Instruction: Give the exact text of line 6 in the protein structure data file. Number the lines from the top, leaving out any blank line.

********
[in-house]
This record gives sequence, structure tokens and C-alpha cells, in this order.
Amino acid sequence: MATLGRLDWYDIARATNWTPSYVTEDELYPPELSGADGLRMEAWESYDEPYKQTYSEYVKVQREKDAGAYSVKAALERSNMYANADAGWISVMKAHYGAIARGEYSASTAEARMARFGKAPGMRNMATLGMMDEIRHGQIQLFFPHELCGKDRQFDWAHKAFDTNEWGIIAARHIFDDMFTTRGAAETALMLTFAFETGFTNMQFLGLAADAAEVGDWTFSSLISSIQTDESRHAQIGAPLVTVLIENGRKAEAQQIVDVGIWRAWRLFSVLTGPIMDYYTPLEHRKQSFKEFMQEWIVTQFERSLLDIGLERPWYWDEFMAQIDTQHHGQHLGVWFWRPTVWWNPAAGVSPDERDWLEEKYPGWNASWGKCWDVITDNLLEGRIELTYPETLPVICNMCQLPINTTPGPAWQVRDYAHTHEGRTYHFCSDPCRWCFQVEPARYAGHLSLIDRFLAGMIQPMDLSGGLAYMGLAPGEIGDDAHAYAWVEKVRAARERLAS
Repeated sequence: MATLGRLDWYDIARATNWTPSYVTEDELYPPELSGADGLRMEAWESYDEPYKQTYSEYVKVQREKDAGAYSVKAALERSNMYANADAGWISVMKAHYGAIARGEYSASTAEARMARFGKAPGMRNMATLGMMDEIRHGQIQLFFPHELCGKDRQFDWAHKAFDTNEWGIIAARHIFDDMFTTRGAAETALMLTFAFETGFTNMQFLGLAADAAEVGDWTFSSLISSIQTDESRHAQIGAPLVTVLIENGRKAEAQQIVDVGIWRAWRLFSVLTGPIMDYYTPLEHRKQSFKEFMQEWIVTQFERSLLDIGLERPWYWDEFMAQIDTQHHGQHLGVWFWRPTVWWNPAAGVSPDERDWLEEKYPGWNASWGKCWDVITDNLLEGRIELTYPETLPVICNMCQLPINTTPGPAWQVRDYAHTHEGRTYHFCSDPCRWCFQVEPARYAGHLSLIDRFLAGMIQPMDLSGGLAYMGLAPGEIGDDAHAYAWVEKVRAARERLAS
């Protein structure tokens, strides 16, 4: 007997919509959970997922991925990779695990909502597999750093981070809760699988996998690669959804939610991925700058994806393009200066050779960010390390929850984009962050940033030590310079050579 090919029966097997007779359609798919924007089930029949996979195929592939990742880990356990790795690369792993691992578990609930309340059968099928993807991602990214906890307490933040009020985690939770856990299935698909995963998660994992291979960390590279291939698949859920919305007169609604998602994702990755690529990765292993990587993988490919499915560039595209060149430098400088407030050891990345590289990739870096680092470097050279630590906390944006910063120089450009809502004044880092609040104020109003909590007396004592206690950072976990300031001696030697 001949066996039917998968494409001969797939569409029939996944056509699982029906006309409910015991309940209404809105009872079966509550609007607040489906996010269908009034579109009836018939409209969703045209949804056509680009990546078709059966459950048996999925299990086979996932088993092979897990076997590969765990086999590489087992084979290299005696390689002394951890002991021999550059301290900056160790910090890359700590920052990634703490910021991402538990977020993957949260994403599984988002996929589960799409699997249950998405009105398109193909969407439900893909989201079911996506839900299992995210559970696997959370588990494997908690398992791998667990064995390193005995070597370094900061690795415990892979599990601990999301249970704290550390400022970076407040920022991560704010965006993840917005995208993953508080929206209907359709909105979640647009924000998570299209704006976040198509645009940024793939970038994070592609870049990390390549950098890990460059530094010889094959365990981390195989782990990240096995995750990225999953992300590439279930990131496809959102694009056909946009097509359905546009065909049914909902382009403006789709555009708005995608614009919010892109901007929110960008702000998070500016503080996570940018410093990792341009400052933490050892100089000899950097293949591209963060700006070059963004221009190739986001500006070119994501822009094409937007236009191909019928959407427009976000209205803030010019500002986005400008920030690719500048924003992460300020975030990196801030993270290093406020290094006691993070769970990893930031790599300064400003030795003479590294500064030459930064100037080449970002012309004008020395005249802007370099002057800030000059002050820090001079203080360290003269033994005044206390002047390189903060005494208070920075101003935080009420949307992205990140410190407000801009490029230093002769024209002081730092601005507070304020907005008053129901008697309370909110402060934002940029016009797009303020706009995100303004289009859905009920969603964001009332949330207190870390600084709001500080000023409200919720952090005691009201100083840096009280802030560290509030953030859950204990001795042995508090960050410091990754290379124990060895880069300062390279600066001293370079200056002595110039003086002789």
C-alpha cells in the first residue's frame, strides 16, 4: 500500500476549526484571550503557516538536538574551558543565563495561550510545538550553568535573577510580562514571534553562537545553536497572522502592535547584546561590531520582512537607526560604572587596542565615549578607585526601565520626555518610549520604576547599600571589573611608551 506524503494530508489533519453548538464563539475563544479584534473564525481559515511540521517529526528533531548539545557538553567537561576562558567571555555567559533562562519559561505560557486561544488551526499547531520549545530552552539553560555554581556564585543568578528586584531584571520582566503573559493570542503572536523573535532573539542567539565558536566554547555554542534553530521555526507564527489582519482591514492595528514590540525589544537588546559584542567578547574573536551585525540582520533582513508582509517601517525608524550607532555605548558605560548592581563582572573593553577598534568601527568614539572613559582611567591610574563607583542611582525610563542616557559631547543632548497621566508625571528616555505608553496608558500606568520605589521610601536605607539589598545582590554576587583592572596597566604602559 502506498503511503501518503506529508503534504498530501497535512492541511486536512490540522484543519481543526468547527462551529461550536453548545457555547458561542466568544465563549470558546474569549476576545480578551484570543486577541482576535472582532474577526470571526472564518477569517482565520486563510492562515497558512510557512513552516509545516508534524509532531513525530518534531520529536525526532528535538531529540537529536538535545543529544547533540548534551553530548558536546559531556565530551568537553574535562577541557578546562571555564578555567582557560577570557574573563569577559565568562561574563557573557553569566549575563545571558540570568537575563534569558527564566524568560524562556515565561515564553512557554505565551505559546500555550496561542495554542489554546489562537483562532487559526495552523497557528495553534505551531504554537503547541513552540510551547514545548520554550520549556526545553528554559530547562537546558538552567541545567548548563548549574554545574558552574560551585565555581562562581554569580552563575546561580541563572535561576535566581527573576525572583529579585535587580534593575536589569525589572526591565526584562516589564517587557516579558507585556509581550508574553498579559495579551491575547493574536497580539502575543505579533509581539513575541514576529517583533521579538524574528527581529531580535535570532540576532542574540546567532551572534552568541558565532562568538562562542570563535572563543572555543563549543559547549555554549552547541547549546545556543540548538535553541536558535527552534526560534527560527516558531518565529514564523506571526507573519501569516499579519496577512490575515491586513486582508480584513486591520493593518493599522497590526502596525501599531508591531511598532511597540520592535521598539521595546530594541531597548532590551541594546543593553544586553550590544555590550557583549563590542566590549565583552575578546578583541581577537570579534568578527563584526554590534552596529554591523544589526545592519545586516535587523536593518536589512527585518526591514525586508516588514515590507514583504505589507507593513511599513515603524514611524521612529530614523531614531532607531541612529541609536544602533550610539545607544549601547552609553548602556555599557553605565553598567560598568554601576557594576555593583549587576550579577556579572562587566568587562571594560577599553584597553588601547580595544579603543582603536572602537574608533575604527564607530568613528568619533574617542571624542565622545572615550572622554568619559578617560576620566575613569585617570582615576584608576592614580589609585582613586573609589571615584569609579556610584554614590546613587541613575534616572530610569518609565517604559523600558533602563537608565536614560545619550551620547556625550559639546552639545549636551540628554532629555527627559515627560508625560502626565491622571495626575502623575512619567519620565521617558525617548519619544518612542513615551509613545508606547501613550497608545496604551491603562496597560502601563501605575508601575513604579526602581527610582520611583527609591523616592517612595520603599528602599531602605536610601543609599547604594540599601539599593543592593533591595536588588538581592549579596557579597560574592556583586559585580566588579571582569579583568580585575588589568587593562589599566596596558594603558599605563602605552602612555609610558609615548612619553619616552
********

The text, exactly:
C-alpha cells in the first residue's frame, strides 16, 4: 500500500476549526484571550503557516538536538574551558543565563495561550510545538550553568535573577510580562514571534553562537545553536497572522502592535547584546561590531520582512537607526560604572587596542565615549578607585526601565520626555518610549520604576547599600571589573611608551 506524503494530508489533519453548538464563539475563544479584534473564525481559515511540521517529526528533531548539545557538553567537561576562558567571555555567559533562562519559561505560557486561544488551526499547531520549545530552552539553560555554581556564585543568578528586584531584571520582566503573559493570542503572536523573535532573539542567539565558536566554547555554542534553530521555526507564527489582519482591514492595528514590540525589544537588546559584542567578547574573536551585525540582520533582513508582509517601517525608524550607532555605548558605560548592581563582572573593553577598534568601527568614539572613559582611567591610574563607583542611582525610563542616557559631547543632548497621566508625571528616555505608553496608558500606568520605589521610601536605607539589598545582590554576587583592572596597566604602559 502506498503511503501518503506529508503534504498530501497535512492541511486536512490540522484543519481543526468547527462551529461550536453548545457555547458561542466568544465563549470558546474569549476576545480578551484570543486577541482576535472582532474577526470571526472564518477569517482565520486563510492562515497558512510557512513552516509545516508534524509532531513525530518534531520529536525526532528535538531529540537529536538535545543529544547533540548534551553530548558536546559531556565530551568537553574535562577541557578546562571555564578555567582557560577570557574573563569577559565568562561574563557573557553569566549575563545571558540570568537575563534569558527564566524568560524562556515565561515564553512557554505565551505559546500555550496561542495554542489554546489562537483562532487559526495552523497557528495553534505551531504554537503547541513552540510551547514545548520554550520549556526545553528554559530547562537546558538552567541545567548548563548549574554545574558552574560551585565555581562562581554569580552563575546561580541563572535561576535566581527573576525572583529579585535587580534593575536589569525589572526591565526584562516589564517587557516579558507585556509581550508574553498579559495579551491575547493574536497580539502575543505579533509581539513575541514576529517583533521579538524574528527581529531580535535570532540576532542574540546567532551572534552568541558565532562568538562562542570563535572563543572555543563549543559547549555554549552547541547549546545556543540548538535553541536558535527552534526560534527560527516558531518565529514564523506571526507573519501569516499579519496577512490575515491586513486582508480584513486591520493593518493599522497590526502596525501599531508591531511598532511597540520592535521598539521595546530594541531597548532590551541594546543593553544586553550590544555590550557583549563590542566590549565583552575578546578583541581577537570579534568578527563584526554590534552596529554591523544589526545592519545586516535587523536593518536589512527585518526591514525586508516588514515590507514583504505589507507593513511599513515603524514611524521612529530614523531614531532607531541612529541609536544602533550610539545607544549601547552609553548602556555599557553605565553598567560598568554601576557594576555593583549587576550579577556579572562587566568587562571594560577599553584597553588601547580595544579603543582603536572602537574608533575604527564607530568613528568619533574617542571624542565622545572615550572622554568619559578617560576620566575613569585617570582615576584608576592614580589609585582613586573609589571615584569609579556610584554614590546613587541613575534616572530610569518609565517604559523600558533602563537608565536614560545619550551620547556625550559639546552639545549636551540628554532629555527627559515627560508625560502626565491622571495626575502623575512619567519620565521617558525617548519619544518612542513615551509613545508606547501613550497608545496604551491603562496597560502601563501605575508601575513604579526602581527610582520611583527609591523616592517612595520603599528602599531602605536610601543609599547604594540599601539599593543592593533591595536588588538581592549579596557579597560574592556583586559585580566588579571582569579583568580585575588589568587593562589599566596596558594603558599605563602605552602612555609610558609615548612619553619616552